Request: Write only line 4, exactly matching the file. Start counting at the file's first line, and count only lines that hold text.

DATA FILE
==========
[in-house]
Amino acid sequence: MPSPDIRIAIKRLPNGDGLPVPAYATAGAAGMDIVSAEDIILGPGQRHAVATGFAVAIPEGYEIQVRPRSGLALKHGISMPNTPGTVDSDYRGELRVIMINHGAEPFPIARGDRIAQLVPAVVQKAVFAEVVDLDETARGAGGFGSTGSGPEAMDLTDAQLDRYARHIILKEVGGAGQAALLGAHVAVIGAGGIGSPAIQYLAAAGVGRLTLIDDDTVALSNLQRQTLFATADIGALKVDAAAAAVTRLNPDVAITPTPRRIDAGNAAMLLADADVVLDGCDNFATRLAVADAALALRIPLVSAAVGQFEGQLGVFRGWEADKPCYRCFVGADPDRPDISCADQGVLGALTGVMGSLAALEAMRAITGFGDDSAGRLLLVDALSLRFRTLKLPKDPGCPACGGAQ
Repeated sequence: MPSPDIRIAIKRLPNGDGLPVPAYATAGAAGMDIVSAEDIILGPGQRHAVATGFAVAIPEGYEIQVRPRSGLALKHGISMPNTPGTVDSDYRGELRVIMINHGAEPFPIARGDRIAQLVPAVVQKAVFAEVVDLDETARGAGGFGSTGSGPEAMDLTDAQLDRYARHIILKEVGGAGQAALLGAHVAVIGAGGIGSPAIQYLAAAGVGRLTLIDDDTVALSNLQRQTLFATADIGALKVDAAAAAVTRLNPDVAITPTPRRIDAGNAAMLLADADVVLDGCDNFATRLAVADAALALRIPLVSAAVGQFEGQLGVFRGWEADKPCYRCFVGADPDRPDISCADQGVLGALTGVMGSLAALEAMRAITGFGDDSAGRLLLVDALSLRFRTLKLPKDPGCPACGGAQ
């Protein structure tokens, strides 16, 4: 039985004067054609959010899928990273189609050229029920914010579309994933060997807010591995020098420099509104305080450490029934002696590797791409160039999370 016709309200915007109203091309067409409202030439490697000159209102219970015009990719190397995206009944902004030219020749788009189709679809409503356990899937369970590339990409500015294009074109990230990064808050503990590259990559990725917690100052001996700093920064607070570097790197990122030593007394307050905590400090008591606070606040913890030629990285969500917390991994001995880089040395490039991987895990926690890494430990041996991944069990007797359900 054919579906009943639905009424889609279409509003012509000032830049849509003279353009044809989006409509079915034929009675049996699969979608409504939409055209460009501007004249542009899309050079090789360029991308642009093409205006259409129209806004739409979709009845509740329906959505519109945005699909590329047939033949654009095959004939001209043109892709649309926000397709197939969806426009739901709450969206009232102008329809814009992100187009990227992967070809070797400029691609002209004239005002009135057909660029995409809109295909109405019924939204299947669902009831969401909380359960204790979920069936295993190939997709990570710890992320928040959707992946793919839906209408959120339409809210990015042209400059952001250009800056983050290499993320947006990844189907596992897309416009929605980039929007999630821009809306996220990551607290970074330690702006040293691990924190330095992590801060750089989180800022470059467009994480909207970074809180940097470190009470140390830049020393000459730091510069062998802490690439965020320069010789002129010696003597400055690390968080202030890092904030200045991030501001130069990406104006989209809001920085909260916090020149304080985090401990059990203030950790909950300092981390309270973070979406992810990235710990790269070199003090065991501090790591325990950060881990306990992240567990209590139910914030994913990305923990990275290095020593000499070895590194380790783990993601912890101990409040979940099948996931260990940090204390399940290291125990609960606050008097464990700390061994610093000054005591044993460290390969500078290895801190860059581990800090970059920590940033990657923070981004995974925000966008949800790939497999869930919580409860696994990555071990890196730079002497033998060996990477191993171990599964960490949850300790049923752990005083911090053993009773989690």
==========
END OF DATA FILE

């Protein structure tokens, strides 16, 4: 039985004067054609959010899928990273189609050229029920914010579309994933060997807010591995020098420099509104305080450490029934002696590797791409160039999370 016709309200915007109203091309067409409202030439490697000159209102219970015009990719190397995206009944902004030219020749788009189709679809409503356990899937369970590339990409500015294009074109990230990064808050503990590259990559990725917690100052001996700093920064607070570097790197990122030593007394307050905590400090008591606070606040913890030629990285969500917390991994001995880089040395490039991987895990926690890494430990041996991944069990007797359900 054919579906009943639905009424889609279409509003012509000032830049849509003279353009044809989006409509079915034929009675049996699969979608409504939409055209460009501007004249542009899309050079090789360029991308642009093409205006259409129209806004739409979709009845509740329906959505519109945005699909590329047939033949654009095959004939001209043109892709649309926000397709197939969806426009739901709450969206009232102008329809814009992100187009990227992967070809070797400029691609002209004239005002009135057909660029995409809109295909109405019924939204299947669902009831969401909380359960204790979920069936295993190939997709990570710890992320928040959707992946793919839906209408959120339409809210990015042209400059952001250009800056983050290499993320947006990844189907596992897309416009929605980039929007999630821009809306996220990551607290970074330690702006040293691990924190330095992590801060750089989180800022470059467009994480909207970074809180940097470190009470140390830049020393000459730091510069062998802490690439965020320069010789002129010696003597400055690390968080202030890092904030200045991030501001130069990406104006989209809001920085909260916090020149304080985090401990059990203030950790909950300092981390309270973070979406992810990235710990790269070199003090065991501090790591325990950060881990306990992240567990209590139910914030994913990305923990990275290095020593000499070895590194380790783990993601912890101990409040979940099948996931260990940090204390399940290291125990609960606050008097464990700390061994610093000054005591044993460290390969500078290895801190860059581990800090970059920590940033990657923070981004995974925000966008949800790939497999869930919580409860696994990555071990890196730079002497033998060996990477191993171990599964960490949850300790049923752990005083911090053993009773989690």